Comparison of Capture Methods and Infection Rates for the Tick, Dermacentor andersoni, in Montana

carrollscholars.object.departmentLife & Environmental Sciences
carrollscholars.object.disciplinesBiodiversity; Biology; Ecology and Evolutionary Biology; Entomology; Life Sciences
dc.contributor.authorDotson, Hanna 0:00
dc.description.abstractMontana is home to the tick Dermacentor andersoni which serves as a vector for Colorado tick fever. It is important to study ticks in the field to improve capture rates for the purpose of testing infection rates. To determine the most effective way to capture ticks, four separate capturing methods were assembled in two tick prevalent locations. These methods include AAAP pheromones, CO2, drag netting, and AAAP in combination with CO2. I hypothesized that the combination of AAAP and CO2 would yield the best capture results. I implemented a mark-recapture study using fluorescent powder and hypothesized that CO2 and pheromones combined would provide the best population estimates. My findings indicate that drag net sampling and CO2 alone were the best tick attractants which could be due to pheromone amounts high enough to repel ticks rather than attract them. CO2 and drag netting had similar efficacy, whereas AAAP attracted no ticks throughout all trials. I developed an RT-PCR protocol to detect the presence of Colorado tick fever in D. andersoni and hypothesized that infection rates would be within the range of 10-25%. At Woodlake Campground and Dearborn the infection rate of Colorado tick fever was 12%. The infection rate at Beaver Creek drainage was 10%. My results suggest that drag netting, perhaps combined with CO2 , lead to higher capture rates and the most effective means of estimating population density. Also, my results show that the infection rate of ticks was within 10-12% at three sites in Lewis and Clark County.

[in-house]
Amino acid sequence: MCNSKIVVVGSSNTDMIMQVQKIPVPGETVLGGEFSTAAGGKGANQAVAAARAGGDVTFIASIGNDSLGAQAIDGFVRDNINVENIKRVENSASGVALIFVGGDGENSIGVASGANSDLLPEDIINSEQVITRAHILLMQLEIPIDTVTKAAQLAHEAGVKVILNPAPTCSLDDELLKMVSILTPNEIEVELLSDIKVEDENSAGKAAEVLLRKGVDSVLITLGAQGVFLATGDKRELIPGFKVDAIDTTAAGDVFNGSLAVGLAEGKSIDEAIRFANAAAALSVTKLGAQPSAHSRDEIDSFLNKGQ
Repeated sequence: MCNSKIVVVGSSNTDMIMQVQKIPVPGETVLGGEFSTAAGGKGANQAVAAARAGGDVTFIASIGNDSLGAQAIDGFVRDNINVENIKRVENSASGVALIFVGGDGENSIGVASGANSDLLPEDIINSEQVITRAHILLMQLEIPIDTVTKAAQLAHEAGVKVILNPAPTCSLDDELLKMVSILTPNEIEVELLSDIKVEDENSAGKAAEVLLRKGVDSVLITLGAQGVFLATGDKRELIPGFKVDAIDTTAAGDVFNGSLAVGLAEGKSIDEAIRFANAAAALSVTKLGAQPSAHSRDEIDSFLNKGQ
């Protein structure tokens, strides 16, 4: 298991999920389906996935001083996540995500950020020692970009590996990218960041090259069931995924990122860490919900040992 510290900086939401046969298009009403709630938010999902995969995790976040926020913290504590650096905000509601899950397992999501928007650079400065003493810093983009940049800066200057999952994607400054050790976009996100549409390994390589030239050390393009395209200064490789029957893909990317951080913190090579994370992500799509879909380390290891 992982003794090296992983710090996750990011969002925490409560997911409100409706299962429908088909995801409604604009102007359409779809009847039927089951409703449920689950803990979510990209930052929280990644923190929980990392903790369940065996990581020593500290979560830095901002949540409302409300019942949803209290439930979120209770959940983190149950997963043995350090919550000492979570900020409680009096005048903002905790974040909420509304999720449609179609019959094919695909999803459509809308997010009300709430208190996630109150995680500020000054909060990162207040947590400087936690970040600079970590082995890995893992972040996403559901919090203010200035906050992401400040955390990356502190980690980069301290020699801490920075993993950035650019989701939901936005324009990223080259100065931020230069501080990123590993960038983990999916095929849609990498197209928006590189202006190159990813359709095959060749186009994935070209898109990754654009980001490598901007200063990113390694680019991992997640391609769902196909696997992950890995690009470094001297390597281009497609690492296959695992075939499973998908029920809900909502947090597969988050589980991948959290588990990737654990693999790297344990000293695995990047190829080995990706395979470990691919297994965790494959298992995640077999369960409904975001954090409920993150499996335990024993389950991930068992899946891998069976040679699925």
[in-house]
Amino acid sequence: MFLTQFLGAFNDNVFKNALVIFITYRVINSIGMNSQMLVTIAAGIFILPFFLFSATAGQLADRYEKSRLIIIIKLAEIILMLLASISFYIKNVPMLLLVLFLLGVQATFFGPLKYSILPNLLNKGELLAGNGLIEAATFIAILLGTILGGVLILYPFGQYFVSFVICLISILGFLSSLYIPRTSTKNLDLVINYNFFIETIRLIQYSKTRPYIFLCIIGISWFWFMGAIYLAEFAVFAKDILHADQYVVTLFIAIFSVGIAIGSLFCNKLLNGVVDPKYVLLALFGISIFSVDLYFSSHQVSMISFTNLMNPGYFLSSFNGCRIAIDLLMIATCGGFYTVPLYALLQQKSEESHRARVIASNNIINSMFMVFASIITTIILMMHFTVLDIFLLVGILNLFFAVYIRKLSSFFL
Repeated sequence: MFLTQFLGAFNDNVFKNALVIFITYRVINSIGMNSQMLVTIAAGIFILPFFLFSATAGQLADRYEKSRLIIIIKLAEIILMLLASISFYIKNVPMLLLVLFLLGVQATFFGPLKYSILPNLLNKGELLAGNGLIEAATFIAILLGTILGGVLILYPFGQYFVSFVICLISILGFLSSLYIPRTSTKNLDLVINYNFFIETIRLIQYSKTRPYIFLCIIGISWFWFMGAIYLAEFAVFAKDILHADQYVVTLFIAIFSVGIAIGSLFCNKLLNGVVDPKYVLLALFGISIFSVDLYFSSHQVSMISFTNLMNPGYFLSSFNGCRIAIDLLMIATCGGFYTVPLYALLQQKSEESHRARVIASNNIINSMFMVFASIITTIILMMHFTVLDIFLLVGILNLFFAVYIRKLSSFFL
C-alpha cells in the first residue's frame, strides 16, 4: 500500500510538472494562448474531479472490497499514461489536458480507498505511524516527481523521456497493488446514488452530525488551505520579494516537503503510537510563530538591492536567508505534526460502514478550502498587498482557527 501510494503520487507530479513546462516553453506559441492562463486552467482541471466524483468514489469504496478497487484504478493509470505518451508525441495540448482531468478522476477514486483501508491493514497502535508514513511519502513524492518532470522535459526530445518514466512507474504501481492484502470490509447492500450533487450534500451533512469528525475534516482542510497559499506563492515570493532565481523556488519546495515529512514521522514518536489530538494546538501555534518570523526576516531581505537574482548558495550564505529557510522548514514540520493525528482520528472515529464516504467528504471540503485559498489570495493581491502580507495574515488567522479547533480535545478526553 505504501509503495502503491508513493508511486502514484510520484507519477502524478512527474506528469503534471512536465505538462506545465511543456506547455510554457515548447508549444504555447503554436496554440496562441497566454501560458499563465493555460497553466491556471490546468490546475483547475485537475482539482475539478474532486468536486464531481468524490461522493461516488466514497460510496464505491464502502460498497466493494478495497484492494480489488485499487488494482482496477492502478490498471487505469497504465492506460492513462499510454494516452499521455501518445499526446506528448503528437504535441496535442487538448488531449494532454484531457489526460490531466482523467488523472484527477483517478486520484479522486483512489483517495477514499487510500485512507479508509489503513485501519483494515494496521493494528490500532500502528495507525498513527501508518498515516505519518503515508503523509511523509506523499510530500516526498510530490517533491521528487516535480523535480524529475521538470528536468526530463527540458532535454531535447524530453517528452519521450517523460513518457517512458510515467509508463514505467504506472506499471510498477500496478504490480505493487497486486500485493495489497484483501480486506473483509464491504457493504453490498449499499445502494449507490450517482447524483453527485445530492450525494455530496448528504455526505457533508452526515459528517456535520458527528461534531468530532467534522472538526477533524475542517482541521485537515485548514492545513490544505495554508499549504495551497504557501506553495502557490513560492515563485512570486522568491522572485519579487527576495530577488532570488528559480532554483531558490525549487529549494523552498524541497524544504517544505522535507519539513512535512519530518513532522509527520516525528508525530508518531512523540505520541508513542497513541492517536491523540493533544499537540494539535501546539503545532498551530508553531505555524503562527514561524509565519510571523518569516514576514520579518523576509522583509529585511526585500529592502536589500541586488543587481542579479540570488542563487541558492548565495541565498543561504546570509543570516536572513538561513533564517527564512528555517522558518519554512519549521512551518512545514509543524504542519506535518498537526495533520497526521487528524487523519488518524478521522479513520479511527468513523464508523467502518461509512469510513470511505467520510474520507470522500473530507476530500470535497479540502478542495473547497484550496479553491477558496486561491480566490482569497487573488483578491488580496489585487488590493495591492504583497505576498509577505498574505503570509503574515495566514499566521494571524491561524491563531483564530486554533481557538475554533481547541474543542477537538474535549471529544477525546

dc.titleComparison of Capture Methods and Infection Rates for the Tick, Dermacentor andersoni, in Montana
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